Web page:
The NBA is planning to pull the 2017 All-Star Game out of Charlotte, N.C. in protest of the “bathroom bill,” reports Yahoo Sports.
League sources told Yahoo Sports’ The Vertical that a formal announcement could come as soon as this week.
Bishop Karen Oliveto felt called to ministry in the United Methodist Church when she was 11 years old.
But for years Oliveto refused to allow her name to be cast for the role of bishop because she “didn’t want to harm the church,” she said.
In a section titled “Defending Marriage Against an Activist Judiciary,” Republicans say they “condemn” the Supreme Court’s ruling in Obergefell v. Hodges, which made same-sex marriage the law of the land. Religious conservatives from several denominations also have opposed this ruling as the work of “activist judges,” a charge and a term echoed in the platform.
The head of the United Methodist Church’s Council of Bishops said the election of its first openly lesbian bishop last week “raises significant concerns and questions of church polity and unity.”
Bishop Bruce Ough, president of the Council of Bishops, said the executive committee of the bishops’ council “is monitoring this situation very closely.” The bishops are gathering July 19-20 in Chicago as part of the commission on sexuality called for by the General Conference.
Canada’s Anglican Church has provisionally voted to amend its rules to allow clergy to celebrate same-sex marriages, a day after it narrowly defeated the measure.
The General Synod will hold a second reading on the measure in 2019. If it passes, the Canadian church will join the Episcopal Church, which formally approved marriage ceremonies regardless of gender in 2015. As a consequence, the Anglican Communion placed temporary restrictions on the Episcopal Church.
Long said that in her own experience, transgender scientists are sometimes called by incorrect gender pronouns and or not allowed to formally change their names in scientific publications.
To Dr. Ramon Barthelemy, a science policy fellow at AAAS, LGBTQ physicist, and co-author of the study, not being able to change a professional publication record is especially problematic in the sciences.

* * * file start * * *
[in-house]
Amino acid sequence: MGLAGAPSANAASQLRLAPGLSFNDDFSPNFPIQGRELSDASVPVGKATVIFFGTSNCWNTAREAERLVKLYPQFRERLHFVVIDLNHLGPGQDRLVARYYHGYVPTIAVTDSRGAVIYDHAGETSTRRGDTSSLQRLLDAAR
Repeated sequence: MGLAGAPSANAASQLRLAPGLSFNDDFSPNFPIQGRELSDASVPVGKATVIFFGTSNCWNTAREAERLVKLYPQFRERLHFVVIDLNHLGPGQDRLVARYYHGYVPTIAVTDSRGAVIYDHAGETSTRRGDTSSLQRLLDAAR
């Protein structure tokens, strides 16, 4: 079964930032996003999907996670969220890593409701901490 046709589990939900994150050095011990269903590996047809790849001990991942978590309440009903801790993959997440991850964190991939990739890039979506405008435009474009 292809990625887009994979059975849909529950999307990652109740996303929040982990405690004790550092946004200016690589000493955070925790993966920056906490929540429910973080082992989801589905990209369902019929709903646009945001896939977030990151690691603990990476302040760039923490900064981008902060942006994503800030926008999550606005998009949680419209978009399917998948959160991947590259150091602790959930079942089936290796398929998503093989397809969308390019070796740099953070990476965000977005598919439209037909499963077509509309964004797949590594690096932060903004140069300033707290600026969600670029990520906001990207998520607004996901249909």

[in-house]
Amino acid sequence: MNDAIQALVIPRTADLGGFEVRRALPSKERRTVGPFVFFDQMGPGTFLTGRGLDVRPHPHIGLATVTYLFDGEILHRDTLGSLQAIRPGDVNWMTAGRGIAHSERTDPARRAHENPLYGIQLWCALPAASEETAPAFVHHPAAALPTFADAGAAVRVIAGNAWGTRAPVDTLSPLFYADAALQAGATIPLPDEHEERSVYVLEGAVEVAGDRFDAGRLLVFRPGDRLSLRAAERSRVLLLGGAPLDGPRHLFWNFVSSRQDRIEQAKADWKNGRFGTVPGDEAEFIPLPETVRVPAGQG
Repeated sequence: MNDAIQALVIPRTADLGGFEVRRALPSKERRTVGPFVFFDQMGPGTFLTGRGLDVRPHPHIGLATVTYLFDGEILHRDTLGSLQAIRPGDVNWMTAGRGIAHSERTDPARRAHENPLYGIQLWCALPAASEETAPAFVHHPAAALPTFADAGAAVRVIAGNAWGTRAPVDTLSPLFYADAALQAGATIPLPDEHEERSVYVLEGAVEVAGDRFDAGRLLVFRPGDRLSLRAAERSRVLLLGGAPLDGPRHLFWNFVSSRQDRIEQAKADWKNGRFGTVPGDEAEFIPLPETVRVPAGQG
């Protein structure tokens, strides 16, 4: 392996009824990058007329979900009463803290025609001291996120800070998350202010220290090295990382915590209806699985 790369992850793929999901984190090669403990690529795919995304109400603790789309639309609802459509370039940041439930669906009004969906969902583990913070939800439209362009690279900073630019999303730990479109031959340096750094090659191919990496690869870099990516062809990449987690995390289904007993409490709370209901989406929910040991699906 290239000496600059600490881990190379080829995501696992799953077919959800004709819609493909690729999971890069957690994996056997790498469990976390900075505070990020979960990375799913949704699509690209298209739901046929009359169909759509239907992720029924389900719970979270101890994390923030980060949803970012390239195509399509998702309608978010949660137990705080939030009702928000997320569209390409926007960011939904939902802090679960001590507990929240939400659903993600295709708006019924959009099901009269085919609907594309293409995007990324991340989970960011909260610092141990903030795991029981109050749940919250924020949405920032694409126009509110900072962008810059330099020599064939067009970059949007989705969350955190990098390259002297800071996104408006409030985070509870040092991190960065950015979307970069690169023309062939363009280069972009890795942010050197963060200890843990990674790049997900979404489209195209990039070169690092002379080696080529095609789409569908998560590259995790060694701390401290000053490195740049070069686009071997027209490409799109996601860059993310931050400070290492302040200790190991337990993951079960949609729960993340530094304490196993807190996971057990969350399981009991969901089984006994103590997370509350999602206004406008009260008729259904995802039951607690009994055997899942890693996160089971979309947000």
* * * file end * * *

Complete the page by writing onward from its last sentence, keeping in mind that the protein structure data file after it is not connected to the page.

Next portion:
Secretary of Defense Ash Carter announced June 30 that the military would no longer disqualify transgender people from serving, effective immediately.
Back in July 2015, the Pentagon began a study to determine what it would take to lift the transgender ban.
A bill wending its way through the California Legislature would limit religious colleges’ ability to claim an exemption from federal Title IX regulations that bar discrimination against LGBT students and faculty.
Only schools that prepare students for pastoral ministry would be allowed the religious exemption under California Senate Bill 1146 — which passed the state Senate in May and is scheduled for a hearing in the state Assembly on June 30.
As a nation, we expressed horror at the vile act of violence in Orlando, Fla., nearly coinciding with the one-year anniversary of more violence in Charleston, S.C. We mourn and debate stricter gun laws. Yet we ignore steps on the continuum to violence that has made such shootings almost routine.
At its quadrennial meeting last month, the United Methodist Church decided not to take up contentious LGBT issues. But that’s not stopping its regional conferences from making decisions on their own.
Two U.S. jurisdictions will consider three openly gay candidates for bishop next month.